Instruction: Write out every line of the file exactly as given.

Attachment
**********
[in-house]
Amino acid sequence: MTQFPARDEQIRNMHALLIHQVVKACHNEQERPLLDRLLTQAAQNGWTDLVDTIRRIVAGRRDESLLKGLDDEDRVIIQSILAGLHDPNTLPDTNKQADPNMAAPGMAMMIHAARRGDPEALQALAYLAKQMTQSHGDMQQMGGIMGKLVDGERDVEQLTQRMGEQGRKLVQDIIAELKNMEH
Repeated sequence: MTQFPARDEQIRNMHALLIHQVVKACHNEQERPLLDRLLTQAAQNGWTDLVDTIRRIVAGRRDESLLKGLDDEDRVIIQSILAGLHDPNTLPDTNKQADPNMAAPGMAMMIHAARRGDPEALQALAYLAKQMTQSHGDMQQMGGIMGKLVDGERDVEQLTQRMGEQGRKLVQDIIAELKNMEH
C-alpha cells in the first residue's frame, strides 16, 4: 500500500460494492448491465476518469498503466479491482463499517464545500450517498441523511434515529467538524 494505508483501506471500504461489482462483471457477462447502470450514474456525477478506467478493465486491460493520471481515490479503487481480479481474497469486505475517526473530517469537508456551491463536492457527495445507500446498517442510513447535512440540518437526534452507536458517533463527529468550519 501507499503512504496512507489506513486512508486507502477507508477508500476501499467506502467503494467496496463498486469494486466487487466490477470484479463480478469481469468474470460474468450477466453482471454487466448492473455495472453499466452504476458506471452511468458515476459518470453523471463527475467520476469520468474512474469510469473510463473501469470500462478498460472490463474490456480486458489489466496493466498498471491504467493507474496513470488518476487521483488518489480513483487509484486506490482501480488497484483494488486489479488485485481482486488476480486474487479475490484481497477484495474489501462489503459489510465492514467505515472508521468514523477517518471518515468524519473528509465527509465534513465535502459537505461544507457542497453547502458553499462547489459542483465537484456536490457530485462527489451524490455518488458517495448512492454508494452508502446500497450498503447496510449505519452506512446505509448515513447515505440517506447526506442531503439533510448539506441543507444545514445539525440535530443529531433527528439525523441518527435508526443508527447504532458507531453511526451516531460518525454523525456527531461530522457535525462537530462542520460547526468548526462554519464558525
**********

[in-house]
Amino acid sequence: MTQFPARDEQIRNMHALLIHQVVKACHNEQERPLLDRLLTQAAQNGWTDLVDTIRRIVAGRRDESLLKGLDDEDRVIIQSILAGLHDPNTLPDTNKQADPNMAAPGMAMMIHAARRGDPEALQALAYLAKQMTQSHGDMQQMGGIMGKLVDGERDVEQLTQRMGEQGRKLVQDIIAELKNMEH
Repeated sequence: MTQFPARDEQIRNMHALLIHQVVKACHNEQERPLLDRLLTQAAQNGWTDLVDTIRRIVAGRRDESLLKGLDDEDRVIIQSILAGLHDPNTLPDTNKQADPNMAAPGMAMMIHAARRGDPEALQALAYLAKQMTQSHGDMQQMGGIMGKLVDGERDVEQLTQRMGEQGRKLVQDIIAELKNMEH
C-alpha cells in the first residue's frame, strides 16, 4: 500500500460494492448491465476518469498503466479491482463499517464545500450517498441523511434515529467538524 494505508483501506471500504461489482462483471457477462447502470450514474456525477478506467478493465486491460493520471481515490479503487481480479481474497469486505475517526473530517469537508456551491463536492457527495445507500446498517442510513447535512440540518437526534452507536458517533463527529468550519 501507499503512504496512507489506513486512508486507502477507508477508500476501499467506502467503494467496496463498486469494486466487487466490477470484479463480478469481469468474470460474468450477466453482471454487466448492473455495472453499466452504476458506471452511468458515476459518470453523471463527475467520476469520468474512474469510469473510463473501469470500462478498460472490463474490456480486458489489466496493466498498471491504467493507474496513470488518476487521483488518489480513483487509484486506490482501480488497484483494488486489479488485485481482486488476480486474487479475490484481497477484495474489501462489503459489510465492514467505515472508521468514523477517518471518515468524519473528509465527509465534513465535502459537505461544507457542497453547502458553499462547489459542483465537484456536490457530485462527489451524490455518488458517495448512492454508494452508502446500497450498503447496510449505519452506512446505509448515513447515505440517506447526506442531503439533510448539506441543507444545514445539525440535530443529531433527528439525523441518527435508526443508527447504532458507531453511526451516531460518525454523525456527531461530522457535525462537530462542520460547526468548526462554519464558525